THEN & NOW – TEN YEARS GONE
It’s hard to believe it’s been over ten years since design started for Penn State’s Hort Woods Child Care Center. What’s your take-away over that time period? 〉 Well, I was in my early/mid-thirties and now I’m in my early/mid-forties! Jokes aside, those ten years have made a huge difference. I was a newly PE’d engineer with some ideas and passion for sustainability trying to prove those idea to others…and to myself. Since then, those concepts have held water in multiple instances. I can present myself as experienced and the concepts as legitimized. The apprehensions and doubts have reduced.
Did you have a specific approach to address your own apprehensions? 〉 Not intentionally! I think maybe because of those concerns, I dotted my I’s and crossed T’s….and then did it again! I learned that what’s needed to approach these concepts is getting back to basics – basic physics and thermodynamic fundamentals instead of just accepting industry norms that have maybe become a bit morphed or tweaked over the years for one reason or another. The Yoda, you must unlearn what you have learned thing.
Deconstructed engineering… Can you think of a good example? 〉 Great term and yes, the ReeSource article I wrote in July 2010, while designing Hort Woods, when we had just a few LEED projects and energy models behind us. “Nothing But Net Zero Energy Building” that you asked me to write. Read More
I can really see it in the application of infloor radiant heating and cooling at the Discovery Meadows Child Development Center too. Can you explain how that was “sold” to the team and how it works? 〉 Well, I had to sell it to myself first! I knew only first and foremost that it would be uber efficient but heard loud-and-clear everyone’s initial responses of “cold floors?” and “won’t it linger?” or “what about condensation?”. Read More
So there’s a psychology here too? Much like mixed-mode or “hybrid” ventilation. 〉 Absolutely. People tend to think of infloor heating’s high quality comfort in terms of winter, when our bodies are radiating our heat out rapidly to the cold outdoors – when we want to snuggle up to something warm and cozy. Well, the reciprocal is true in cooling – Read More
INTEGRATED DESIGN – COME TOGETHER
How about the integrated design concept and process? How do you think it’s developed and changed over that time? 〉 Ah. Well, I think slowly and surely towards the process by which it was initially defined and envisioned. There are realities that the kid-me ten years ago was a bit doe-eyed to: tools like energy modeling not being so easily iterative to provide the feedback loop the process demands…and still aren’t; Read More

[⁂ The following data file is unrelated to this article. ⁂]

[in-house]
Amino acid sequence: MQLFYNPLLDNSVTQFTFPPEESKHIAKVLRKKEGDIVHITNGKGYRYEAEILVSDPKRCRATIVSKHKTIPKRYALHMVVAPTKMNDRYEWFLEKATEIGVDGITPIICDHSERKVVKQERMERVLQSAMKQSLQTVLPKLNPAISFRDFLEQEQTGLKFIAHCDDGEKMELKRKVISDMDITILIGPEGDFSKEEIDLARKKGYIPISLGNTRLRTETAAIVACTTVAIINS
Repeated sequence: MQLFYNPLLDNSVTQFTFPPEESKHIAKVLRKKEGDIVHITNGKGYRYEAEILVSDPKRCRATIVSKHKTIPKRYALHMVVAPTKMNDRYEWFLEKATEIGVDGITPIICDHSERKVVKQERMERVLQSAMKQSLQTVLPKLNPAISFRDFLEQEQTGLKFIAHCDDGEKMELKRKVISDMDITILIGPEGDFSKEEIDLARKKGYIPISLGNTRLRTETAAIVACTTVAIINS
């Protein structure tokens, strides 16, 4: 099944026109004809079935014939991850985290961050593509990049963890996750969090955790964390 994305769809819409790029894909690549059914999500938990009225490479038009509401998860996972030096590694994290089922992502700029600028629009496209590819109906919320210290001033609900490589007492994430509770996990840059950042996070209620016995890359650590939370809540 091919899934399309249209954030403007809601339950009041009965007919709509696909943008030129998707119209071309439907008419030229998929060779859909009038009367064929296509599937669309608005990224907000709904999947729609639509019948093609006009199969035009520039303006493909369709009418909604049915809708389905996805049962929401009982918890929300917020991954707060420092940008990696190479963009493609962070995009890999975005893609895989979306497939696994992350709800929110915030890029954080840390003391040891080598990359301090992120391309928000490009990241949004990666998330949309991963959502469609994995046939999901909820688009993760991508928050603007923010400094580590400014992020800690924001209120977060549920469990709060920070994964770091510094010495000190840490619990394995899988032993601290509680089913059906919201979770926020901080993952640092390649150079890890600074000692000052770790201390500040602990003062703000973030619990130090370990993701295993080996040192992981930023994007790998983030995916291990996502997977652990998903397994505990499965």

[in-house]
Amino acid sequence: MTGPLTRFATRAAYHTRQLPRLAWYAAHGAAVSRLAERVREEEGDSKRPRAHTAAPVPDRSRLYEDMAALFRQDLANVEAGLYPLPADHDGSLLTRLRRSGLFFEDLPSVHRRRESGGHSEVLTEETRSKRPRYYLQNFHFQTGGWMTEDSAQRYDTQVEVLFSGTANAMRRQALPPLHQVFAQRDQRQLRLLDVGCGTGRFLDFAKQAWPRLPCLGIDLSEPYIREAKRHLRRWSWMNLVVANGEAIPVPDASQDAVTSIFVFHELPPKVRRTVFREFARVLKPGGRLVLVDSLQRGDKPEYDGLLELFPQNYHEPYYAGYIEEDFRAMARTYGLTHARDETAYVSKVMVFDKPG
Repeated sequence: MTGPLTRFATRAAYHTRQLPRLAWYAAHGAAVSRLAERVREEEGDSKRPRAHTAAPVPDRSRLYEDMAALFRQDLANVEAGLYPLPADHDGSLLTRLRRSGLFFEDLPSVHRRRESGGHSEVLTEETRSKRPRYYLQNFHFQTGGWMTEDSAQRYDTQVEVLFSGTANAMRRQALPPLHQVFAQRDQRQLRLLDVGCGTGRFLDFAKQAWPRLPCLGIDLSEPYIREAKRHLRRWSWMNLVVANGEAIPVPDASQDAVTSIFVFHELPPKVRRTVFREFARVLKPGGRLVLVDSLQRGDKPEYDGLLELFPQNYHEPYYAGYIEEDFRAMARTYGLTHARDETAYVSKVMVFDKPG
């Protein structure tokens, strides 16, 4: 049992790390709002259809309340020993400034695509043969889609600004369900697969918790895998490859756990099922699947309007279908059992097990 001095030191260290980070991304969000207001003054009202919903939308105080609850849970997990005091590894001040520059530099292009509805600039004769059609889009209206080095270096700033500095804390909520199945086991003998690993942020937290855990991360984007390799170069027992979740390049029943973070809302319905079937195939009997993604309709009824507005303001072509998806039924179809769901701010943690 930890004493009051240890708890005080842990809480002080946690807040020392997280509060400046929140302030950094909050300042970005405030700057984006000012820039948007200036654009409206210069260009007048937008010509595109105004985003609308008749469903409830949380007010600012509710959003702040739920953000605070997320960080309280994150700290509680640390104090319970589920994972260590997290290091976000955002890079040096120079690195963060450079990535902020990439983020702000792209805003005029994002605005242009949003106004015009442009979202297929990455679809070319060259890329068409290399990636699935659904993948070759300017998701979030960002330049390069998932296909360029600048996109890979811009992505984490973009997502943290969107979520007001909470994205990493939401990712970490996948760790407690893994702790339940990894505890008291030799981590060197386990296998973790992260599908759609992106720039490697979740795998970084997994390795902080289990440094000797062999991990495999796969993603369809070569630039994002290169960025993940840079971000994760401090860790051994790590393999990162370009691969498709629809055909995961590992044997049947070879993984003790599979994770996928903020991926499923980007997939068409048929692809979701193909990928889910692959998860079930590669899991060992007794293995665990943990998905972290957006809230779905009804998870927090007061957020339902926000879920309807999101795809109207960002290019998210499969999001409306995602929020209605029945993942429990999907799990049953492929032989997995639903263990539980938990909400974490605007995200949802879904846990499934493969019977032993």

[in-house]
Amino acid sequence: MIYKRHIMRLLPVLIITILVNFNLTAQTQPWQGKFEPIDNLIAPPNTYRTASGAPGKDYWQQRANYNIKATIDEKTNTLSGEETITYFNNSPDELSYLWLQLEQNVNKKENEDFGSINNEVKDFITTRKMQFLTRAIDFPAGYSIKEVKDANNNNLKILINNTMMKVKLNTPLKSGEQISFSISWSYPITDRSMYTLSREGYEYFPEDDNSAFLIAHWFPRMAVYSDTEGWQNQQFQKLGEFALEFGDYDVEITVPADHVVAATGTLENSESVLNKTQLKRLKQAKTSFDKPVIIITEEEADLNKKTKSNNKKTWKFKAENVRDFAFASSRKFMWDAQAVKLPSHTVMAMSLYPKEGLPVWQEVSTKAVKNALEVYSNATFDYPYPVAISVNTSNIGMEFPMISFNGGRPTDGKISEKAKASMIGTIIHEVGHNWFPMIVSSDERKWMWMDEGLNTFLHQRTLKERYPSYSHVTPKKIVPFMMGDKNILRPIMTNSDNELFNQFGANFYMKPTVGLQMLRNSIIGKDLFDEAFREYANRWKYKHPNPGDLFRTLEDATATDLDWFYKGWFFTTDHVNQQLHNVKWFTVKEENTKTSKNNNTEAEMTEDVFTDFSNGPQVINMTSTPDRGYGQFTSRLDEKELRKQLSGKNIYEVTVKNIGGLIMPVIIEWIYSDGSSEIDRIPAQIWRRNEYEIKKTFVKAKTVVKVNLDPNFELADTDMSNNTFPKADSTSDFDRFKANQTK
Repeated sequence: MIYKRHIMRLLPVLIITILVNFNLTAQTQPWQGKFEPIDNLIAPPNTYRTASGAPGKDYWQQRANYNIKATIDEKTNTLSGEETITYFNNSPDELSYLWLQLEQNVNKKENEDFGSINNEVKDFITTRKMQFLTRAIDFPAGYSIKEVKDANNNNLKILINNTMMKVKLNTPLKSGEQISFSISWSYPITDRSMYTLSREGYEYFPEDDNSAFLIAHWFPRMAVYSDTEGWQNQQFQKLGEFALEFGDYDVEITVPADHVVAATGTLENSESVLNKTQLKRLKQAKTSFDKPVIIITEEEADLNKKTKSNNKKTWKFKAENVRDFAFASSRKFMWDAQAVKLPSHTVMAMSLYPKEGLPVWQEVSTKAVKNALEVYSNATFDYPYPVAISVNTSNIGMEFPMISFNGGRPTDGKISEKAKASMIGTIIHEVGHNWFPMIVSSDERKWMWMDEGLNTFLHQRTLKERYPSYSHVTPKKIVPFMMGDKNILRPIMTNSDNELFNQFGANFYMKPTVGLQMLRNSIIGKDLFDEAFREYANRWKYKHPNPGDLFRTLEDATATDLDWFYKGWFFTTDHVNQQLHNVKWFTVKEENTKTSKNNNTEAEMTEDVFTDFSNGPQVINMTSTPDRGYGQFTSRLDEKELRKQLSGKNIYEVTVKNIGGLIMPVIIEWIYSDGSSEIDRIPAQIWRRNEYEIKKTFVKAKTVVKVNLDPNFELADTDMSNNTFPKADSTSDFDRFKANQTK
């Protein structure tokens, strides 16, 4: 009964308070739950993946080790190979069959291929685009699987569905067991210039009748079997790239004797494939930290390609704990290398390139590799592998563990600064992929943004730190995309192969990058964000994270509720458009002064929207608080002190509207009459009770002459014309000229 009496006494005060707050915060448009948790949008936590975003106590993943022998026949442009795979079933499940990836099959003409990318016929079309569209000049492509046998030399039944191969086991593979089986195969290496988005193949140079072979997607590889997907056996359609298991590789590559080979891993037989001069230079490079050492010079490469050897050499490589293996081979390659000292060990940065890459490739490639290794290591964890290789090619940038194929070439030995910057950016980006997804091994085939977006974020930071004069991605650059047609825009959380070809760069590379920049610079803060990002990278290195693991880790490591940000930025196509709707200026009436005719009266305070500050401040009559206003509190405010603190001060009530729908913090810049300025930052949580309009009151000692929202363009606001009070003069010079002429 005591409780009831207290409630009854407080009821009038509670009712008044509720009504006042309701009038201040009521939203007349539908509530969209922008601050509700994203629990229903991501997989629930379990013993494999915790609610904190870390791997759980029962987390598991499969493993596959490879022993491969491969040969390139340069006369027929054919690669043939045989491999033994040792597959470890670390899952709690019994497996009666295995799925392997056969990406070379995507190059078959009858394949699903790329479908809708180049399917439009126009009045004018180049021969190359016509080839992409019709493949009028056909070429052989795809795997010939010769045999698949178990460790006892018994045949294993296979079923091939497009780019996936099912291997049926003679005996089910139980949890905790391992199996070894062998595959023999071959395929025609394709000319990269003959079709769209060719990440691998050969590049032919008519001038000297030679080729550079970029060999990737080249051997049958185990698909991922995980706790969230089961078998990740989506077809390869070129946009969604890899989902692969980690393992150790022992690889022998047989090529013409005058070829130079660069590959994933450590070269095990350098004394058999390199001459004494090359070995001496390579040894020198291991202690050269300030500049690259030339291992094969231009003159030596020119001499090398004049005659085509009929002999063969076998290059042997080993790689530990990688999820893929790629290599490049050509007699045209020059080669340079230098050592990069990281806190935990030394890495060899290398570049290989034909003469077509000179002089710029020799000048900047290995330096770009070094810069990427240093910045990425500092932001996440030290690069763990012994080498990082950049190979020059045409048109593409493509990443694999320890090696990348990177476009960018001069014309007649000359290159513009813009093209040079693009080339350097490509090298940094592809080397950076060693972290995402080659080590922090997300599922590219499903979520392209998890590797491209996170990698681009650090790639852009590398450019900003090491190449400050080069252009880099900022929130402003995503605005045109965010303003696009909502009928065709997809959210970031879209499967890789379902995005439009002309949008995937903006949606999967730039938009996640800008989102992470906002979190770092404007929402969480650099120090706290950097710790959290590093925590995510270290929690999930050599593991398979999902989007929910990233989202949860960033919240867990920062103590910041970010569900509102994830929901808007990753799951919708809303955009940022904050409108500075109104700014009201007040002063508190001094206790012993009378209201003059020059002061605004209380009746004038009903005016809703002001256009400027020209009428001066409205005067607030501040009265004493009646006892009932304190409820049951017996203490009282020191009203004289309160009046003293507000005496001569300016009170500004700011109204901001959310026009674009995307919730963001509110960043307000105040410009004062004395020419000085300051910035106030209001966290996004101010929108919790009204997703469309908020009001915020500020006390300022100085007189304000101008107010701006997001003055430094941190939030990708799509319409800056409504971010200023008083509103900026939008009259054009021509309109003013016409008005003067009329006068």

So you were knocked back down to Earth a bit. How was this confronted as a team on each project and how did we most contribute? 〉 In the case of both child care centers, we had a green building consultant at the start of the projects in the form of the 7group guys – who we both know as renowned experts on all things green building. Read More
Did you feel pressure to champion sustainable measures on the projects, or was it driven by personal passion or professional goals? 〉 All of the above? When you’re in a seat that is arguably responsible for the largest share of LEED credits, certainly the most contributing single credit in energy performance, you really don’t want to tell the team that points are peeling away as design progresses – even if it’s because of something not resulting from your own decision that was shaved for cost or comfort level. So you get creative AND persuasive.
There have got to be some good stories in there? 〉 Yes, yes there are. It’s hard to pick a favorite actually! At Hort Woods, we were advanced in design enough to have pricing and alternates developed. We had gone through the options of what PSU facility folks were comfortable with for mechanical systems and it gave us a few energy boosts, such as highly efficient condensing boilers maximized by infloor heating – but this was somewhat offset by traditional VAV cooling. For this reason, the hybrid ventilation was key in reducing cooling energy use by over 40% in our energy model to maximize that big credit given the P word (platinum) was being kicked around. Read More